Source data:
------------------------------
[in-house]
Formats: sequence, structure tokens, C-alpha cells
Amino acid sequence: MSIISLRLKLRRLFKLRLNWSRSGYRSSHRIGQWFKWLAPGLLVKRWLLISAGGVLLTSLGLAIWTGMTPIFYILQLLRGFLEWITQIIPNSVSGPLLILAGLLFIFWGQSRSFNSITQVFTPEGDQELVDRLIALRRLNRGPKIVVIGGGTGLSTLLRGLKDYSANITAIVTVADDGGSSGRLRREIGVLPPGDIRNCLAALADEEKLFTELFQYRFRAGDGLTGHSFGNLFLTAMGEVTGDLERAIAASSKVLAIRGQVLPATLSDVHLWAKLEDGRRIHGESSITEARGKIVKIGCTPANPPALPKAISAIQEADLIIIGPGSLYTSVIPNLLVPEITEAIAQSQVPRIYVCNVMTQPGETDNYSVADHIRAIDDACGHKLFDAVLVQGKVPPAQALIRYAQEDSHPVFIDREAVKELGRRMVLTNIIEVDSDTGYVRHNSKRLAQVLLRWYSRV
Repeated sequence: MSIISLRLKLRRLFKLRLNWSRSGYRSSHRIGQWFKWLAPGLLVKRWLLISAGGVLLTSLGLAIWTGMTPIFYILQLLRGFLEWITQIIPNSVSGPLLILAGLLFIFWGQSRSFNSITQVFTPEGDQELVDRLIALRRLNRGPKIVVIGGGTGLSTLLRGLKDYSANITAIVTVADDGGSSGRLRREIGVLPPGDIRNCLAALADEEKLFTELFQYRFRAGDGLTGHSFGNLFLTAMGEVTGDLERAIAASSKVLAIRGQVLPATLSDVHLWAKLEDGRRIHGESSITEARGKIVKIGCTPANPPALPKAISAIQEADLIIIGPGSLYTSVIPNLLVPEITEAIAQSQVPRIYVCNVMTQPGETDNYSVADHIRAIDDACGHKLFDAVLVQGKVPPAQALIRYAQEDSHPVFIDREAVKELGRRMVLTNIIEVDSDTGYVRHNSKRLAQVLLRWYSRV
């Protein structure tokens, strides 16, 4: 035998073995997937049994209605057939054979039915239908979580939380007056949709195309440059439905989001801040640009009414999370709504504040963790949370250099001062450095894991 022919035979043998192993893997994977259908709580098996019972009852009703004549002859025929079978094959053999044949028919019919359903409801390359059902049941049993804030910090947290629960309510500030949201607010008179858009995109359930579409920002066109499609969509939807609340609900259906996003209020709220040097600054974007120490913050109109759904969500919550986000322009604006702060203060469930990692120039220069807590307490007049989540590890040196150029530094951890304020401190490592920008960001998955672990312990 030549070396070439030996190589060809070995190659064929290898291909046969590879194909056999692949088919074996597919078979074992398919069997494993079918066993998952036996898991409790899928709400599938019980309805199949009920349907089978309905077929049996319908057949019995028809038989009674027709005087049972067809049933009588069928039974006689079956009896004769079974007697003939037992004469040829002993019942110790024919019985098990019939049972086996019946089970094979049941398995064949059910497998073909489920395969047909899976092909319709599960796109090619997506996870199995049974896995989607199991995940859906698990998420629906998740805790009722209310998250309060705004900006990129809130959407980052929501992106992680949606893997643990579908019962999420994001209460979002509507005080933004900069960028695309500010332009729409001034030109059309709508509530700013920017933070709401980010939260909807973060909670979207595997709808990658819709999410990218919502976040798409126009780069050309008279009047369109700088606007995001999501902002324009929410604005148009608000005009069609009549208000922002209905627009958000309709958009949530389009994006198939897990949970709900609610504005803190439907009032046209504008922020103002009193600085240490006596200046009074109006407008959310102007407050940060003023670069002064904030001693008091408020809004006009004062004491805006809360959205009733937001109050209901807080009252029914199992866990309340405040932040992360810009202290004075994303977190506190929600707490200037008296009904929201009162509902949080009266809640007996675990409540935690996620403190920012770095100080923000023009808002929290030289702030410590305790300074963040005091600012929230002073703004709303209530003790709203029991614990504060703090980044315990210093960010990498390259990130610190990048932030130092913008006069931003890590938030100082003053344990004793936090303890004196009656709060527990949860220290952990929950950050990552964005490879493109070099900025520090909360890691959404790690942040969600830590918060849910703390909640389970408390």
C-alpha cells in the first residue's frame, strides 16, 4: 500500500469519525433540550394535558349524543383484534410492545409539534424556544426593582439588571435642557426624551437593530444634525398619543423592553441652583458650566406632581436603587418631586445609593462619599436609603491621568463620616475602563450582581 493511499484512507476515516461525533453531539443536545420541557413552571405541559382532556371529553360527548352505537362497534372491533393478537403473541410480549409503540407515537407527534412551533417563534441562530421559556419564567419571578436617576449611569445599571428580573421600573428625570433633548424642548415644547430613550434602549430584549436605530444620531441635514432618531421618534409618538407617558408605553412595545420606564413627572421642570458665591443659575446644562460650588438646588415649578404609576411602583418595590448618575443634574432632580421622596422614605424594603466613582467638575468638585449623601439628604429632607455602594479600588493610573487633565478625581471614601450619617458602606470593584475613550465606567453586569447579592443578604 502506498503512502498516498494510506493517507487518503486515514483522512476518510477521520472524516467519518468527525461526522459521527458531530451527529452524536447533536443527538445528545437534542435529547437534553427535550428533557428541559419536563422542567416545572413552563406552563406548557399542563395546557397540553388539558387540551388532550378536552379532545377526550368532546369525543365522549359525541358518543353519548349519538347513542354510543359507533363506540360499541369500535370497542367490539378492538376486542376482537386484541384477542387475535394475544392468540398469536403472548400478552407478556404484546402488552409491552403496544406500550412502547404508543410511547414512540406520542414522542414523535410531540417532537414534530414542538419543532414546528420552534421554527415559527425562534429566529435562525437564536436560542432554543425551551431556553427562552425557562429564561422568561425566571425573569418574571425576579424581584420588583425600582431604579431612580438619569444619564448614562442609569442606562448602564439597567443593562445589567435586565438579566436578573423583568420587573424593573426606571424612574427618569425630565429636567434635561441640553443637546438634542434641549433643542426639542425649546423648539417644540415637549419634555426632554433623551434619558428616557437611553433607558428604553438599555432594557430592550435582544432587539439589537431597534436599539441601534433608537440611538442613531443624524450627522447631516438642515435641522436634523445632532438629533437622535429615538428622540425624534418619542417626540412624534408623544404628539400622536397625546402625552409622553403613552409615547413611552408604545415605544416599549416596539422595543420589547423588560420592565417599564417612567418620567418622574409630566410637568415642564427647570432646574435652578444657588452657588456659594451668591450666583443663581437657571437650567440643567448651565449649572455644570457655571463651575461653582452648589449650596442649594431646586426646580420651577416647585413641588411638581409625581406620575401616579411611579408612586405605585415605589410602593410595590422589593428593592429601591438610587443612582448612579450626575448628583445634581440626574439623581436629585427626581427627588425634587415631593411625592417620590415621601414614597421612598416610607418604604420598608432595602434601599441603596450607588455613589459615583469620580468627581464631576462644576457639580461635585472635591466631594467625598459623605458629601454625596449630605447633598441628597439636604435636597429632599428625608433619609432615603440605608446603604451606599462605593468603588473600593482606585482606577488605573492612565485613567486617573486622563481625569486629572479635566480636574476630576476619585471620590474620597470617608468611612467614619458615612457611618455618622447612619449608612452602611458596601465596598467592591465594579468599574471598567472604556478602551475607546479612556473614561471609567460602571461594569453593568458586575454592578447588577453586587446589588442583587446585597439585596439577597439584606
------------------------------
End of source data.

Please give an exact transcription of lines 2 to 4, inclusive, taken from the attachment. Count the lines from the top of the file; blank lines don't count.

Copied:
Formats: sequence, structure tokens, C-alpha cells
Amino acid sequence: MSIISLRLKLRRLFKLRLNWSRSGYRSSHRIGQWFKWLAPGLLVKRWLLISAGGVLLTSLGLAIWTGMTPIFYILQLLRGFLEWITQIIPNSVSGPLLILAGLLFIFWGQSRSFNSITQVFTPEGDQELVDRLIALRRLNRGPKIVVIGGGTGLSTLLRGLKDYSANITAIVTVADDGGSSGRLRREIGVLPPGDIRNCLAALADEEKLFTELFQYRFRAGDGLTGHSFGNLFLTAMGEVTGDLERAIAASSKVLAIRGQVLPATLSDVHLWAKLEDGRRIHGESSITEARGKIVKIGCTPANPPALPKAISAIQEADLIIIGPGSLYTSVIPNLLVPEITEAIAQSQVPRIYVCNVMTQPGETDNYSVADHIRAIDDACGHKLFDAVLVQGKVPPAQALIRYAQEDSHPVFIDREAVKELGRRMVLTNIIEVDSDTGYVRHNSKRLAQVLLRWYSRV
Repeated sequence: MSIISLRLKLRRLFKLRLNWSRSGYRSSHRIGQWFKWLAPGLLVKRWLLISAGGVLLTSLGLAIWTGMTPIFYILQLLRGFLEWITQIIPNSVSGPLLILAGLLFIFWGQSRSFNSITQVFTPEGDQELVDRLIALRRLNRGPKIVVIGGGTGLSTLLRGLKDYSANITAIVTVADDGGSSGRLRREIGVLPPGDIRNCLAALADEEKLFTELFQYRFRAGDGLTGHSFGNLFLTAMGEVTGDLERAIAASSKVLAIRGQVLPATLSDVHLWAKLEDGRRIHGESSITEARGKIVKIGCTPANPPALPKAISAIQEADLIIIGPGSLYTSVIPNLLVPEITEAIAQSQVPRIYVCNVMTQPGETDNYSVADHIRAIDDACGHKLFDAVLVQGKVPPAQALIRYAQEDSHPVFIDREAVKELGRRMVLTNIIEVDSDTGYVRHNSKRLAQVLLRWYSRV